Members of Parliament on the Committee on Science and Technology have explained why the National Biotechnology and Biosafety Bill 2012 should be passed into law as soon as possible.
This is contained in a report on the National Biotechnology and Biosafety Bill 2012 commonly referred to as GMO (Genetically Modified Organisms) Bill conducted by the said MPs. The report dated June 2017 was released recently.
A Genetically Modified Organism, or GMO, is an organism that has had its DNA altered or modified in some way through genetic engineering. In most cases, GMOs have been altered with DNA from another organism, be it a bacterium, plant, virus or animal; these organisms are sometimes referred to as “transgenic” organisms.
The MPs, who want to the law to read as ‘National Biosafety Act’ instead of the original ‘National Biotechnology and Biosafety Act’, say GMOs, are already on the Ugandan market and enacting a law to regulate the same is long overdue.
A section of Ugandans have questioned as to why there should be hurry to regulate modern biotechnology and the report attempts to provide some answers.
“…the Government of Uganda through the National Agricultural Research Organization (NARO), is already in advanced stages, conducting research on crop plants produced through modern biotechnology in order to come up with products that overcome chronic problems such as insect and disease epidemics, drought stress and malnutrition,” the report obtained by Business Focus reads in part.
It adds: “A law is therefore required to provide for the safe development and release of the improved varieties resulting from biotechnology farmers. “
The report further explains that many farmers in African countries and partners are already using products of modern biotechnology, thus the need to pass the law.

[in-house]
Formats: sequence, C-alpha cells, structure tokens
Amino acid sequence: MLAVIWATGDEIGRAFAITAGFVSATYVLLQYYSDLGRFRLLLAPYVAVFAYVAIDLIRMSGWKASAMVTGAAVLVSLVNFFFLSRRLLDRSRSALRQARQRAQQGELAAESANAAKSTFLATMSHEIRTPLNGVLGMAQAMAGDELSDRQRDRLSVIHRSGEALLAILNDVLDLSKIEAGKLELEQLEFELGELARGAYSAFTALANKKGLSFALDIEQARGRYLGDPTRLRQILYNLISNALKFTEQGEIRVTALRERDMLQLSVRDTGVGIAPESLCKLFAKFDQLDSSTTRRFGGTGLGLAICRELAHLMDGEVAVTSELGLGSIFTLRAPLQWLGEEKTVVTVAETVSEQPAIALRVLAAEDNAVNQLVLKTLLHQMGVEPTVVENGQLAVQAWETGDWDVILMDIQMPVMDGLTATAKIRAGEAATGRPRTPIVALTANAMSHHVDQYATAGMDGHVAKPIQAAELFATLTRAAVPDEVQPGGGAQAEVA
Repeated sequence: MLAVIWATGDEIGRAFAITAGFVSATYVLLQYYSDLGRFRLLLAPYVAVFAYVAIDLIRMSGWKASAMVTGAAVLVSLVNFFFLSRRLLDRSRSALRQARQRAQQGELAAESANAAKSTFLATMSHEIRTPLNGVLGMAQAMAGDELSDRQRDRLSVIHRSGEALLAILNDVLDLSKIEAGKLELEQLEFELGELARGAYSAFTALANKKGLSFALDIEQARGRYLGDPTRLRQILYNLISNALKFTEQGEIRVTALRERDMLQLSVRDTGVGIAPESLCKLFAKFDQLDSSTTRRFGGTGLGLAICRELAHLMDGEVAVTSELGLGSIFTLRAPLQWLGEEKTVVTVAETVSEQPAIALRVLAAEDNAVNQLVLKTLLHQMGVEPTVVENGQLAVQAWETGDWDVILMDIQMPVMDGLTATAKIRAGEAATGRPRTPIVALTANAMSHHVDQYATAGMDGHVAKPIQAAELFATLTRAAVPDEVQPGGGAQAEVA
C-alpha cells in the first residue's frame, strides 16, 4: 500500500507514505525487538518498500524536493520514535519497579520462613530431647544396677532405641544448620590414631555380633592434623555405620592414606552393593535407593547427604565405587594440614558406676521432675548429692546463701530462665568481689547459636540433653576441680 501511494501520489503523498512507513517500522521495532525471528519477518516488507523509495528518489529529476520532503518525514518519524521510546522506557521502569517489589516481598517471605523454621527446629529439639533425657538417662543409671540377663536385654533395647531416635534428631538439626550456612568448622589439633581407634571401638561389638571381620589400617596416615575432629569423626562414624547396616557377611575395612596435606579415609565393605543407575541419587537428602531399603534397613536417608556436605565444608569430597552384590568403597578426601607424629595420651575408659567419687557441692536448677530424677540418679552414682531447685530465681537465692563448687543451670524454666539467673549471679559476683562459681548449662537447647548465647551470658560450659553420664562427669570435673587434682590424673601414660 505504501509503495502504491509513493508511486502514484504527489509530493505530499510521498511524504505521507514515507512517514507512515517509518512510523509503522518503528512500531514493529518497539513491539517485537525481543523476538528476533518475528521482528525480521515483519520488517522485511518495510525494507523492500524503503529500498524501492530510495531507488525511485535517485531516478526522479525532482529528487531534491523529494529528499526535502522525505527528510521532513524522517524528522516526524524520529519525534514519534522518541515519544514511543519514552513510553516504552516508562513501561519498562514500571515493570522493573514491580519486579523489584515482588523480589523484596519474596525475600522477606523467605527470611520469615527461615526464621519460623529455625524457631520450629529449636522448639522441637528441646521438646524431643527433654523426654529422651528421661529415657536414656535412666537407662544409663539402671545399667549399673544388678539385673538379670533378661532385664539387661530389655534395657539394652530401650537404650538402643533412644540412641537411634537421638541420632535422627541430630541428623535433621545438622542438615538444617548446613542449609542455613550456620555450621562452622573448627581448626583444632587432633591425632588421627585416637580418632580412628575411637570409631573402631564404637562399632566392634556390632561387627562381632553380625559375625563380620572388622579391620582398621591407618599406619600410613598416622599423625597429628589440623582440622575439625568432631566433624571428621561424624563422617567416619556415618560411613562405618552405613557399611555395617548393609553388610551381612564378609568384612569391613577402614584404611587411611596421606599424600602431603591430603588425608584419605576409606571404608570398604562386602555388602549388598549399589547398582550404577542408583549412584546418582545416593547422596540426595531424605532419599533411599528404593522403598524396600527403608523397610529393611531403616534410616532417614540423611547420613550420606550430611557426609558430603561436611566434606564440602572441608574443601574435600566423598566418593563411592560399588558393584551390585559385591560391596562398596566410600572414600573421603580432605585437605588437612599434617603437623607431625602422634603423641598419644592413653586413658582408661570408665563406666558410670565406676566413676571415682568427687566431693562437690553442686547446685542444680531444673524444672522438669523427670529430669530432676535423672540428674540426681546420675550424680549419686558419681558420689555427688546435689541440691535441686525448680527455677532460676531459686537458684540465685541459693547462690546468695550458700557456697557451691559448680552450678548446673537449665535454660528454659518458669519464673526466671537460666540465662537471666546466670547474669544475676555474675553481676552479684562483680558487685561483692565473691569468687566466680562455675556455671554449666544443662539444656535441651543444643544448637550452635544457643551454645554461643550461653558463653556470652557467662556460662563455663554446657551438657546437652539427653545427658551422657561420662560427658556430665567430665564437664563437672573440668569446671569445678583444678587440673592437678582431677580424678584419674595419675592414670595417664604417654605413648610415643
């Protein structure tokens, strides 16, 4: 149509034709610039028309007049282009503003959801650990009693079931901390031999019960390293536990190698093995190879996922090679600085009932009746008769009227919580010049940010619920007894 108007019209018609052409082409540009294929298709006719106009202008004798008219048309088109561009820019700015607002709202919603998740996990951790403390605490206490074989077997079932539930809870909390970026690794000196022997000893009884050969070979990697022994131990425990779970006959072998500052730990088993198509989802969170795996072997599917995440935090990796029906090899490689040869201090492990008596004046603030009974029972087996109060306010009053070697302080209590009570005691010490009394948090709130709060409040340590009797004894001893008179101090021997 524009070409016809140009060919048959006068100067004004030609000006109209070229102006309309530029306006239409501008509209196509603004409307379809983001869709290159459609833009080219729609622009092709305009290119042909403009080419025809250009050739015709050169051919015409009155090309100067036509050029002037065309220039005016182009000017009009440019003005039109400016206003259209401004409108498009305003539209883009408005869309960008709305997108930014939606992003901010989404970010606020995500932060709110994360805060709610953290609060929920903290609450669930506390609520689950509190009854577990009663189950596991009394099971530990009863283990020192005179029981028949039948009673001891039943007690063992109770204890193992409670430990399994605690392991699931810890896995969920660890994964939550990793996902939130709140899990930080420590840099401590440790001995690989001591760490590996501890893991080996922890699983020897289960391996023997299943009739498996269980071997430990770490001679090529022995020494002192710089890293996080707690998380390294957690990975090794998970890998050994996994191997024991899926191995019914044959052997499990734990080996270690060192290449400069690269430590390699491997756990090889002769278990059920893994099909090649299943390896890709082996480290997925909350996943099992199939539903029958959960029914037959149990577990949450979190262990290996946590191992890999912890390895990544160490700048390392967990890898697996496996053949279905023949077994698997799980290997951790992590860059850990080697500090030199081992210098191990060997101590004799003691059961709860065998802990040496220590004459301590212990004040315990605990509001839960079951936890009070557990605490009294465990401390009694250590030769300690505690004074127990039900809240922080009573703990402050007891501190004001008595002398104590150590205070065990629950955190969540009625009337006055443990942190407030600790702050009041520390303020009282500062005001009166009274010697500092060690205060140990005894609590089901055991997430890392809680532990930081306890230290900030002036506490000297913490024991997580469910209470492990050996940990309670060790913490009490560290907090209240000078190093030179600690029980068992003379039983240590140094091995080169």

“Furthermore, Uganda’s boarders are porous, hence necessitating a law to guide access and use of such products,” the report reads, adding that in a free market economy like Uganda, products are imported into the country from various parts of the world.
“Some of these imported products contain GMO materials that may or may not be clearly indicated. There is need to provide for identification of GM content in such products to give Ugandans an opportunity to choose to use or not to use GMO products,” the report explains.
It adds that on a global perspective, the biggest challenges are how to adapt the production of food in view of the climate changes; and how to develop further the role of agricultural biotechnology in combating the global challenge.
“Crop varieties that are more resilient to drought, flooding, saline, or acid soils and temperature extremes resulting for climate change may be needed, and adaptation-related technologies, including biotechnology may play their part,” the report says.
It concludes: “Several GMO crops with these traits are already being researched on in Uganda and are in advanced stages. The enactment of an enabling law will therefore enhance the safe development of modern biotechnology.
The Bill was read for the First Time on February 5, 2013 in the 9th Parliament and was referred to the Committee on Science and Technology, but was unable to receive the 2nd and 3rd Reading during that Parliament.
At the dissolution of the 9th Parliament, the Bill was among the Business that was saved by the Speaker and on July15, 2016, the Bill was among the Business that was reinstated by the 10th Parliament.
Parliament argues that the biotechnology industry is fast growing with over 1200 biotech industries, institutions and colleges from over 30 countries. It is embedded in various sectors including, but not limited to, the health, security, wildlife, veterinary, industrial, environmental and agricultural sectors. The committee observed however, that the Bill didn’t adequately deal with all sectors.
Those opposed to GMOs say they have numerous health, soil and environmental problems.